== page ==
UPDATED: added the names of two speakers: Hugues Bouchard and Diego Arechaga.
We learn from Ed Parsons, Google’s Geo man, that Google Maps and OSM are not fierce enemies. Au contraire, “Google wants OpenStreetMap to succeed“. So I took a picture of Ed presenting OSM, announcing it cheekily as “Ed’s defection to OSM” (no, that’s not true).
All of this might have earned him the title of Saint Parsons (thanks, Henk Hoff).
I agree on one thing: Google Maps and OSM are not competitors. OSM is a database providing geographical data. You can use it to create a cartographic rendering, but it’s not its main goal. People seem to forget it.
Yahoo’s Adam Rae showed how you can use Scale Spaces theory to infer regions in a map from the geographical distribution of tags. Although Adam’s results are great in their own right, and the mere ability of detecting boundaries via tags is a fascinating possibility, I find this extremely interesting also for its implicit dynamism: tags about a location can change.
Ethnographers who wish to learn how the perception of what is a place, how a place changes, or how the boundaries of a location are fluid, might use this technique. This is true in space and time. An interesting, although intended to be funny, example of such perception shift is http://thisisntfuckingdalston.co.uk showing that the boundaries of a place change according to a spatial component. Moreover, a temporal component might be added to the model, assessing how people’s perception of a given place changes over time. Take, for example, an expanding neighbour.
Jan Nowak, an engineer at Nokia, showed how Nokia Maps API can be used to go “from data to meaning in 20 minutes“. Someone complained that “Nokia doesn’t do anything that Google hasn’t already done“. I don’t think this holds true: first of all, there are some genuinely innovative UI elements in Nokia Maps (see WebGL). But more importantly, they are adding a great element of competition to already existing services. Even if Nokia Maps were just yet another map service, with comparable features to Google’s, that would be beneficial to developers and to the geo community at large. It’s a challenge that will bring innovation. Why complain?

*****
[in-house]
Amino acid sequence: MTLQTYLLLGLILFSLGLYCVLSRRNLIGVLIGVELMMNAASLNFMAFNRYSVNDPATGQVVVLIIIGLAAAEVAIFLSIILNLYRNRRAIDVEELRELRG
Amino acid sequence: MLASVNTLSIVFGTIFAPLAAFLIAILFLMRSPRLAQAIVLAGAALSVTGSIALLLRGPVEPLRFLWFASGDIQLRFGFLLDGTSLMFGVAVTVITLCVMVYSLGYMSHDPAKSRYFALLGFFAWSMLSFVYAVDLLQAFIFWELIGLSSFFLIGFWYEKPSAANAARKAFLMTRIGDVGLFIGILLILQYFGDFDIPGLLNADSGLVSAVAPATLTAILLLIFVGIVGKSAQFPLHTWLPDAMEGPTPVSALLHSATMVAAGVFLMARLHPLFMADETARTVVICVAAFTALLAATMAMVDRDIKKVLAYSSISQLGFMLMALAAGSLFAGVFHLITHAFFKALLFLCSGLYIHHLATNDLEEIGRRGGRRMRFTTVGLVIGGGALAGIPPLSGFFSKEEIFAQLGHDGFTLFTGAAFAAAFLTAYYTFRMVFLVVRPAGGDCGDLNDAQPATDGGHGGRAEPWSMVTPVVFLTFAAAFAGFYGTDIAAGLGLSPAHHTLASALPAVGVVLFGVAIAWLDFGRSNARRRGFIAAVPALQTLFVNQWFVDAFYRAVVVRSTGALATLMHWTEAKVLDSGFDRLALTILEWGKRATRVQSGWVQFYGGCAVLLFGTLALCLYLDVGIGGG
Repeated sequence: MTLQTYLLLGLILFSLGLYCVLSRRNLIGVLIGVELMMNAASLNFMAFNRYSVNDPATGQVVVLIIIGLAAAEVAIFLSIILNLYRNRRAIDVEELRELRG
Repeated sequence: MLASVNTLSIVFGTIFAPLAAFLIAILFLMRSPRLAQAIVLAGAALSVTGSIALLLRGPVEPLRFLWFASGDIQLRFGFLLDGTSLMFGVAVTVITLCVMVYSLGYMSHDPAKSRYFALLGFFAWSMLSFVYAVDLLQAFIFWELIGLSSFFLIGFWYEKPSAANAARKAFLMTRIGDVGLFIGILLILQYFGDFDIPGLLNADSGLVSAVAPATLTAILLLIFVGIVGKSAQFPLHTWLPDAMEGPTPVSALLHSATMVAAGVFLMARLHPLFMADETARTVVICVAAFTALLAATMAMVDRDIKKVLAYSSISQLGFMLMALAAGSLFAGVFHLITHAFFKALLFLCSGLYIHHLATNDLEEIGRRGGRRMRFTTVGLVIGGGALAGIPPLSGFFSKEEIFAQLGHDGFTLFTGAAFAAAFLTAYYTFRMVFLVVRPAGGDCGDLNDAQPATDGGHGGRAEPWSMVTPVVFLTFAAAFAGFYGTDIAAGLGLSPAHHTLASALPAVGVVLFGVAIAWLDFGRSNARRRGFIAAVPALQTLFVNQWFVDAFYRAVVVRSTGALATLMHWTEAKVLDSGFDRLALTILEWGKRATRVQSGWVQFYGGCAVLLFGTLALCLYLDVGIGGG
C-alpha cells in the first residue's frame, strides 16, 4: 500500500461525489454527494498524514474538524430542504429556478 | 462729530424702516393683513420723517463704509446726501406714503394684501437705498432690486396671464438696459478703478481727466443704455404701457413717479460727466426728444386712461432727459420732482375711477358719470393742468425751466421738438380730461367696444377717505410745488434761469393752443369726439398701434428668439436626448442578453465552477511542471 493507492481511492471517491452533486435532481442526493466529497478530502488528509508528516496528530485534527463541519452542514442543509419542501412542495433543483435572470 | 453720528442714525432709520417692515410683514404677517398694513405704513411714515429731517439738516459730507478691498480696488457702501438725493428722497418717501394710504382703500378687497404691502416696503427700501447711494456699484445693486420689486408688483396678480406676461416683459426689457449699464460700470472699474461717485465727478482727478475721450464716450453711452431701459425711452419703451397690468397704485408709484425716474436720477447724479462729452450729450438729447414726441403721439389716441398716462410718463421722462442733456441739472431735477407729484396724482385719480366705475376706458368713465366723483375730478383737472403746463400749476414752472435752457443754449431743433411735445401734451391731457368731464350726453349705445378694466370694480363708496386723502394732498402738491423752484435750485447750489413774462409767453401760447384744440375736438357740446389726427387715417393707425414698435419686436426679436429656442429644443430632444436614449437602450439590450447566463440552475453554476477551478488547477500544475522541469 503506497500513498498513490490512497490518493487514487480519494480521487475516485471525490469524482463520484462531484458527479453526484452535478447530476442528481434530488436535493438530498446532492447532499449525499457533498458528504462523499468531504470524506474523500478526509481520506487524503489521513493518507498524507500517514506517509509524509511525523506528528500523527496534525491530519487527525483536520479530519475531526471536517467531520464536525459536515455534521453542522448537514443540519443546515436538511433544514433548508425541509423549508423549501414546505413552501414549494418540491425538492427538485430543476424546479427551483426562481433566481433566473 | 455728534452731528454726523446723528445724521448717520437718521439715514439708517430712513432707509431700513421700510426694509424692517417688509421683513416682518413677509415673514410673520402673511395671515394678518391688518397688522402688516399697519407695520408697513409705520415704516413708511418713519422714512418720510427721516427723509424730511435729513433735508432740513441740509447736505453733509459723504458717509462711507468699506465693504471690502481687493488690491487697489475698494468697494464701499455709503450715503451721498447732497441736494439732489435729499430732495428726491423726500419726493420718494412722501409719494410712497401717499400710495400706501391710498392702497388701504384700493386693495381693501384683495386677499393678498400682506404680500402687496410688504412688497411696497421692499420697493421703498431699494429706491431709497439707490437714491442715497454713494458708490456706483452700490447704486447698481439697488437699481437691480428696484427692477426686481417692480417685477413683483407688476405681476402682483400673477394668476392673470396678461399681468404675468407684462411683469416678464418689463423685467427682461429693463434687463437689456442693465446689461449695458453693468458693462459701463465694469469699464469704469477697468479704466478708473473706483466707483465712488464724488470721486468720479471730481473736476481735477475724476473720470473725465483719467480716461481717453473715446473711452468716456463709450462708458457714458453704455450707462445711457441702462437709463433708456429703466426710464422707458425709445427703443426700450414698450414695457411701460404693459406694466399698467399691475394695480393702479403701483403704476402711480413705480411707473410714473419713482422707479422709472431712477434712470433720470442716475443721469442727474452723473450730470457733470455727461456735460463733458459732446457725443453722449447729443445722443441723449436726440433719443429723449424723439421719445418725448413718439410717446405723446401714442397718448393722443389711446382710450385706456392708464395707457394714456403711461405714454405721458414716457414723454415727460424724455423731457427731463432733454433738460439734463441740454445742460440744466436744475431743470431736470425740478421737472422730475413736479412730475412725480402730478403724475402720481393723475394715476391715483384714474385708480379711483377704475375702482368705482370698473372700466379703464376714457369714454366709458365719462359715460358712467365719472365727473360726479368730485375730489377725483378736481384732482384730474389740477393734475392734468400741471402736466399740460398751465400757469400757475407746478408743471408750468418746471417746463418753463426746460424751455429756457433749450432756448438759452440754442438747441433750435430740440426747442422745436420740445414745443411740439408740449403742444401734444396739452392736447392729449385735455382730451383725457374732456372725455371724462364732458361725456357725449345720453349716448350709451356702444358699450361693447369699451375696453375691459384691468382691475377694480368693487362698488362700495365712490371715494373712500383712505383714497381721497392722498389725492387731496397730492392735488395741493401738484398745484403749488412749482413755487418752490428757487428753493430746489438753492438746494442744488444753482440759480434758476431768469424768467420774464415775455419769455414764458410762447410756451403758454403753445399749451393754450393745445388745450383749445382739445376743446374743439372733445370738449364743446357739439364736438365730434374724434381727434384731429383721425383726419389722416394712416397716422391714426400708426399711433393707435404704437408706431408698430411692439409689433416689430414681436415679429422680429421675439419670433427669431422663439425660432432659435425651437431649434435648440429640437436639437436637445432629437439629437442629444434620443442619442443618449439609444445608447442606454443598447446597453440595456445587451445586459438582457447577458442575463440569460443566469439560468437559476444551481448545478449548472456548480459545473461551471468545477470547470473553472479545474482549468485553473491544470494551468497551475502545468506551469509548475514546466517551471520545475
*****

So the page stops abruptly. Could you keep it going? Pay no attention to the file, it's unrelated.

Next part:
Jeremy Morley from the University of Notthingham gave the attendees the last updates about the OSM-GB project, whose aim is to measure and improve the quality of OpenStreetMap in Great Britain. This is a very interesting project with very useful outcomes both in the academic and applicative areas. The project aims to answer questions such as how authoritative a crowd-sourced map can be, and to show how multiple sources, including crowd-sourced maps, can be used together to improve the overall quality of the geographical information. One very important aspect of this project is exactly its contribution to OSM happening at the same time as offering a model for updates to non-crowdsourced mapping efforts.
Having contributed to the project and to the presentation, I’m very happy with the reception that Taarifa has received, mostly thanks to a great presentation by Mark Iliffe, a PhD student at the University of Nottingham. His public engagement skills are well known and they earned Taarifa promises of contribution by many of the people attending. There was also a mini hack-session with over 10 people willing to discuss Taarifa and envision ways to improve it and put it to good use.